How to Get Rid of Voles

It is my goal to educate the public about voles and other wildlife, and provide tips for safe, effective, and responsible wildlife removal.

HUMANE HINTS: Spray very hot sauce, like capsaicin, on plants. Install barriers around plants. Keep habitat less attractive, by eliminating excess plant life or long grass. NEVER attempt to poison voles. Read below for how-to hints.

Summary of Step-By-Step Instructions:
1) Eliminate as much weed or unwanted plant life and debris as possible, and keep yard trimmed short, to make habitat less appealing.
2) Install cylinder of steel mesh around and into the ground around plants you want to protect.
3) Spray very hot sauce, like capsaicin, on plants.
4) You can trap with enclosed mouse snap traps, if all else fails.

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How to Get Rid of Voles in the Yard
Voles in the yard are hard to spot at first. They are subterranean dwellers though they will come up to the surface more often than a mole. Voles tunnel for their food but they do not eat the strict diet of grubs and worms that moles do. Voles like to eat the roots of plants. This is the reason why they tend to create problems around a yard. Vole tracks are not always obvious unless you are walking through the grass, but any dead plants will be a sure sign. Voles will burrow beneath a plant then eradicate the root system, leaving no chance for the plant’s survival. The best method of getting rid of voles is to use vole poison. This poison cannot be purchased over the counter in a farm store. Only a licensed professional can buy and use vole poison. Because of this your options are limited. You can either hire a professional or you can try and trap the voles yourself with the use of lethal body traps. Trapping a vole will mean locating an active tunnel within the yard. The trap must be set in this tunnel and must be positioned correctly to prevent dry firing. If you check your vole trap for a few days in a row with no results, try finding a new tunnel to set it in. Information about vole trapping - analysis and methods for how to trap.

How to Get Rid of Voles in the Garden
Voles like roots and bulbs and there is no better place to locate those two items than inside of a garden. If you have noticed your precious plants suddenly keeling over for no obvious reason, you should suspect a vole problem. Voles in the garden are very hard to trap. The loose soil in most plant beds does not leave a tell-tale path like the runways out in the yard. Within the confines of a garden, it can be virtually impossible to locate a vole tunnel. In this situation consider having a professional come out and set vole poison. Vole poison can only be handled by a licensed professional but has seen very good success rates. While poisoning is not the ideal method when given a choice, vole control is one instance where it has good implications.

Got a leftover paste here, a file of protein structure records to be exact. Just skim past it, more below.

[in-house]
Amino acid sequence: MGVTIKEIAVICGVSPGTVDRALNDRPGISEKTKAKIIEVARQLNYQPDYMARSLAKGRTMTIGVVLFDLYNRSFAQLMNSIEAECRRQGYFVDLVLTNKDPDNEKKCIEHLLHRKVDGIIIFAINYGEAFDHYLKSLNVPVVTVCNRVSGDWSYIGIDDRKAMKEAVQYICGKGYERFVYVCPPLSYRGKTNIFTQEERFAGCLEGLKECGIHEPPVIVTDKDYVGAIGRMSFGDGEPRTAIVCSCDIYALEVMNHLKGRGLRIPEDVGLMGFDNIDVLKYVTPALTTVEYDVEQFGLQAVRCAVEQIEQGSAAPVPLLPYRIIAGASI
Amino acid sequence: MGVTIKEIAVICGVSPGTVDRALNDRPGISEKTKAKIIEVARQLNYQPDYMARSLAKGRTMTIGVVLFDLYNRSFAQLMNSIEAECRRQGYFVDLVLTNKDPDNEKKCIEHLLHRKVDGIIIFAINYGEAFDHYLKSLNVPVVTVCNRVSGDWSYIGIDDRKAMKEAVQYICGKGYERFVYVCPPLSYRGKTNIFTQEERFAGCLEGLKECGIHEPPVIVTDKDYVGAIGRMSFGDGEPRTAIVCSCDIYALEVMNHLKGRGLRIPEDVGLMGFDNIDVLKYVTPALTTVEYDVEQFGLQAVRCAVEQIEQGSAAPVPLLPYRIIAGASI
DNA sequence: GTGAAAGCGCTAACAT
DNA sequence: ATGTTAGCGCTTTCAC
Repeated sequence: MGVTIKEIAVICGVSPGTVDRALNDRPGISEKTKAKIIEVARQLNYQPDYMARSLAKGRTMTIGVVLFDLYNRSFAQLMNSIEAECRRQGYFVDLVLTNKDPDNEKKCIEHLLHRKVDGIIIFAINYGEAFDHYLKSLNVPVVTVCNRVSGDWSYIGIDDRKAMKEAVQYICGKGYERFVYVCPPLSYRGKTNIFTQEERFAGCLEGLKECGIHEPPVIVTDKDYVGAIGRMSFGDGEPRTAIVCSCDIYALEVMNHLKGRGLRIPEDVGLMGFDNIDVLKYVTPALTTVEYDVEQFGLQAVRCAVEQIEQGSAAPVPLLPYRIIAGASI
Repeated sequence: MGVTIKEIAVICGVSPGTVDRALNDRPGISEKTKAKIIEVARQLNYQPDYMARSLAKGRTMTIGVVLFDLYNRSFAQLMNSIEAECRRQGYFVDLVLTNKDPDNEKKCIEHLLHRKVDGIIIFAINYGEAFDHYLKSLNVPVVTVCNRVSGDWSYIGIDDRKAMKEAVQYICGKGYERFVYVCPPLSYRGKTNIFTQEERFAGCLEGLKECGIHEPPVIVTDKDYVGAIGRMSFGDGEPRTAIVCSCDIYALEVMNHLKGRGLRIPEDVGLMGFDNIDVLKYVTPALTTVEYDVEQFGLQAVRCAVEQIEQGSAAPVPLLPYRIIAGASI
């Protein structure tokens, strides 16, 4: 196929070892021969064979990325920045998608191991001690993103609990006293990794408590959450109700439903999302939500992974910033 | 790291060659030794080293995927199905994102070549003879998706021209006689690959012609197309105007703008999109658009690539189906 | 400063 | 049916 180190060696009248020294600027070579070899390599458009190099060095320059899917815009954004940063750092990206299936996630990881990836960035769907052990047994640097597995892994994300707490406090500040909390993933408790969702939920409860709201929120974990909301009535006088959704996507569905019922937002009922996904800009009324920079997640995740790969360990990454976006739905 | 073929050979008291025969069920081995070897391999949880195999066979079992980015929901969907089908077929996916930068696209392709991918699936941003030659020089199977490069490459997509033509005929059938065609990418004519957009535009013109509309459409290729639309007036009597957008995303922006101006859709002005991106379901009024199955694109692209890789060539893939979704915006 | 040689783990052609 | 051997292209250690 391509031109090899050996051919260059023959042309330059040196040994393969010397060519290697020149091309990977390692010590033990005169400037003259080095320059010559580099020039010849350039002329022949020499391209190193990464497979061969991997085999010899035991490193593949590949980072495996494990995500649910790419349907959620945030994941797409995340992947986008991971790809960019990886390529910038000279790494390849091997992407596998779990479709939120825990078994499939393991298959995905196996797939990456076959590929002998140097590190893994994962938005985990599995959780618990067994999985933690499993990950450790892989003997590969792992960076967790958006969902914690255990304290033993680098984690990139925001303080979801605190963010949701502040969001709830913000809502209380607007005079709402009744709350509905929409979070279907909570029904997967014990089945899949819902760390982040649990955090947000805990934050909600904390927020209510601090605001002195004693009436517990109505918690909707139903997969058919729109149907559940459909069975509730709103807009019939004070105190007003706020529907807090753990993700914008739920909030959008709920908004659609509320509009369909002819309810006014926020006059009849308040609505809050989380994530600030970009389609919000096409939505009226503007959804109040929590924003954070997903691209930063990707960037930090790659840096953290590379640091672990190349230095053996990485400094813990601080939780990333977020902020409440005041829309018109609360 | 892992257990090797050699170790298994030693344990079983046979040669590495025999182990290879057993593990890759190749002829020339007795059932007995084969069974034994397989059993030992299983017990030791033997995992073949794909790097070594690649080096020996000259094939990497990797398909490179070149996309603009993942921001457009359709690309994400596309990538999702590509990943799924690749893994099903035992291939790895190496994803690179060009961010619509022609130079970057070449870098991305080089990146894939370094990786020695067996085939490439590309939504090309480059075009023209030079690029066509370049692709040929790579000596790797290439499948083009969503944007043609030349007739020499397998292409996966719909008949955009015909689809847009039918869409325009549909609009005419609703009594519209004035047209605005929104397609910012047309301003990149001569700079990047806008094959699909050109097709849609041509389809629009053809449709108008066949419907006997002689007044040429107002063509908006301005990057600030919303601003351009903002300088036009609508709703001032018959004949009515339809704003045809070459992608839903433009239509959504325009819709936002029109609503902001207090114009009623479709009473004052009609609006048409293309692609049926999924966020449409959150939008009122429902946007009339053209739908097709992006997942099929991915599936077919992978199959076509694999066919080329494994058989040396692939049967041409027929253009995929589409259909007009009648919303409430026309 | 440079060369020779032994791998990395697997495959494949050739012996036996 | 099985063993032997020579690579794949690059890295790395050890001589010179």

How to Get Rid of Voles in House
Voles do not want to be in your home any more than you want them to be. If you see a vole in your house, first make sure that it is indeed a vole and not a mouse. Voles do venture above ground more often than moles but the animals still prefer the dark tunnel system they create throughout the yard. If a vole is in the home it is probably there by mistake. Trapping this creature and removing it will be very difficult. Voles do not take bait easily so traps inside the home will be hit and miss. A cat might do the trick, but there is no catch and release with a cat. If possible create a path using furniture and boards to guide the vole back outside of the home. Once the animal is outside, see if you can figure out how it invaded your home. If a vole can get inside your home so can a mouse or squirrel.

More in-detail how-to vole removal articles:

Information about how to kill a vole - with poison or other methods.
Information about how to keep voles away - prevention techniques.
Information about how to catch a vole - remove one stuck in the house.
Information about vole repellent - analysis of types and effectiveness.

Vole Information & Facts

Vole Appearance: Voles are not moles, nor are they mice, although they are often called Field Mouse or Meadow Mouse. They are rodents, and they are similar to the aforementioned creatures in size and shape. The vole is small, though certain species can grow up to nine inches in length. Most voles are less than three inches, and have a short, fur-covered tail. Voles have broader faces than other small rodents with smaller ears and beady eyes. They are usually brown or gray in color, though occasional pinto patterns are seen.